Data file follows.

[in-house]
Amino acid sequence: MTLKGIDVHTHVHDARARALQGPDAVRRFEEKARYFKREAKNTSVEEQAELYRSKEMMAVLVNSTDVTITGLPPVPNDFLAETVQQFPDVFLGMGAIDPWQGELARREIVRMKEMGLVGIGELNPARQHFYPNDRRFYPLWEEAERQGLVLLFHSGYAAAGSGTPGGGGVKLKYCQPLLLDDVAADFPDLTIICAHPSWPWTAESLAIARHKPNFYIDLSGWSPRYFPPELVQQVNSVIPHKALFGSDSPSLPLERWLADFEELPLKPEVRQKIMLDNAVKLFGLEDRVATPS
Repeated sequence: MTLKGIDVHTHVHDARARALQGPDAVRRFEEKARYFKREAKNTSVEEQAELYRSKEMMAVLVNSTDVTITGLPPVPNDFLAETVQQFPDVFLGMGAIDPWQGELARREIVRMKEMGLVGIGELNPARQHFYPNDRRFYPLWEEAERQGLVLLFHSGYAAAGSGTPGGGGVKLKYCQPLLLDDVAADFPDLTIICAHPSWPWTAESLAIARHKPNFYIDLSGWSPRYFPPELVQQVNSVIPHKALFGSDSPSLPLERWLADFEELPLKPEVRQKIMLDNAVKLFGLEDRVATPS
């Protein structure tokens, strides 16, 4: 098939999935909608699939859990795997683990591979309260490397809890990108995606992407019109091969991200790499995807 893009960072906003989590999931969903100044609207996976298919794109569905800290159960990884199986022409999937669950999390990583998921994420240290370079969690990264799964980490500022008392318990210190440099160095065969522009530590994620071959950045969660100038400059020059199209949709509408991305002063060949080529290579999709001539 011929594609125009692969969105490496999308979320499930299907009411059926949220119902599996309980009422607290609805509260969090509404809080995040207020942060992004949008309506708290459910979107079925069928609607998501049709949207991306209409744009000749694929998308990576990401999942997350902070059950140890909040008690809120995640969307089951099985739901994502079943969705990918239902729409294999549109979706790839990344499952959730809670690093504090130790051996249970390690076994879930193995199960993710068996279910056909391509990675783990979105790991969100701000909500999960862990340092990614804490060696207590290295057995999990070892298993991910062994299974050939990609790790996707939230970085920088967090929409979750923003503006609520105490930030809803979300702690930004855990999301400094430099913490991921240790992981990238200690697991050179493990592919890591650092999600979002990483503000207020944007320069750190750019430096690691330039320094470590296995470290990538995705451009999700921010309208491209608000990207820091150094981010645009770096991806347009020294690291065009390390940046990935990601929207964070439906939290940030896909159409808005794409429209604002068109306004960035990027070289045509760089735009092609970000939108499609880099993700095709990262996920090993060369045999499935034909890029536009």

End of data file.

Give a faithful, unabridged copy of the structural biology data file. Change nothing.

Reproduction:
[in-house]
Amino acid sequence: MTLKGIDVHTHVHDARARALQGPDAVRRFEEKARYFKREAKNTSVEEQAELYRSKEMMAVLVNSTDVTITGLPPVPNDFLAETVQQFPDVFLGMGAIDPWQGELARREIVRMKEMGLVGIGELNPARQHFYPNDRRFYPLWEEAERQGLVLLFHSGYAAAGSGTPGGGGVKLKYCQPLLLDDVAADFPDLTIICAHPSWPWTAESLAIARHKPNFYIDLSGWSPRYFPPELVQQVNSVIPHKALFGSDSPSLPLERWLADFEELPLKPEVRQKIMLDNAVKLFGLEDRVATPS
Repeated sequence: MTLKGIDVHTHVHDARARALQGPDAVRRFEEKARYFKREAKNTSVEEQAELYRSKEMMAVLVNSTDVTITGLPPVPNDFLAETVQQFPDVFLGMGAIDPWQGELARREIVRMKEMGLVGIGELNPARQHFYPNDRRFYPLWEEAERQGLVLLFHSGYAAAGSGTPGGGGVKLKYCQPLLLDDVAADFPDLTIICAHPSWPWTAESLAIARHKPNFYIDLSGWSPRYFPPELVQQVNSVIPHKALFGSDSPSLPLERWLADFEELPLKPEVRQKIMLDNAVKLFGLEDRVATPS
């Protein structure tokens, strides 16, 4: 098939999935909608699939859990795997683990591979309260490397809890990108995606992407019109091969991200790499995807 893009960072906003989590999931969903100044609207996976298919794109569905800290159960990884199986022409999937669950999390990583998921994420240290370079969690990264799964980490500022008392318990210190440099160095065969522009530590994620071959950045969660100038400059020059199209949709509408991305002063060949080529290579999709001539 011929594609125009692969969105490496999308979320499930299907009411059926949220119902599996309980009422607290609805509260969090509404809080995040207020942060992004949008309506708290459910979107079925069928609607998501049709949207991306209409744009000749694929998308990576990401999942997350902070059950140890909040008690809120995640969307089951099985739901994502079943969705990918239902729409294999549109979706790839990344499952959730809670690093504090130790051996249970390690076994879930193995199960993710068996279910056909391509990675783990979105790991969100701000909500999960862990340092990614804490060696207590290295057995999990070892298993991910062994299974050939990609790790996707939230970085920088967090929409979750923003503006609520105490930030809803979300702690930004855990999301400094430099913490991921240790992981990238200690697991050179493990592919890591650092999600979002990483503000207020944007320069750190750019430096690691330039320094470590296995470290990538995705451009999700921010309208491209608000990207820091150094981010645009770096991806347009020294690291065009390390940046990935990601929207964070439906939290940030896909159409808005794409429209604002068109306004960035990027070289045509760089735009092609970000939108499609880099993700095709990262996920090993060369045999499935034909890029536009």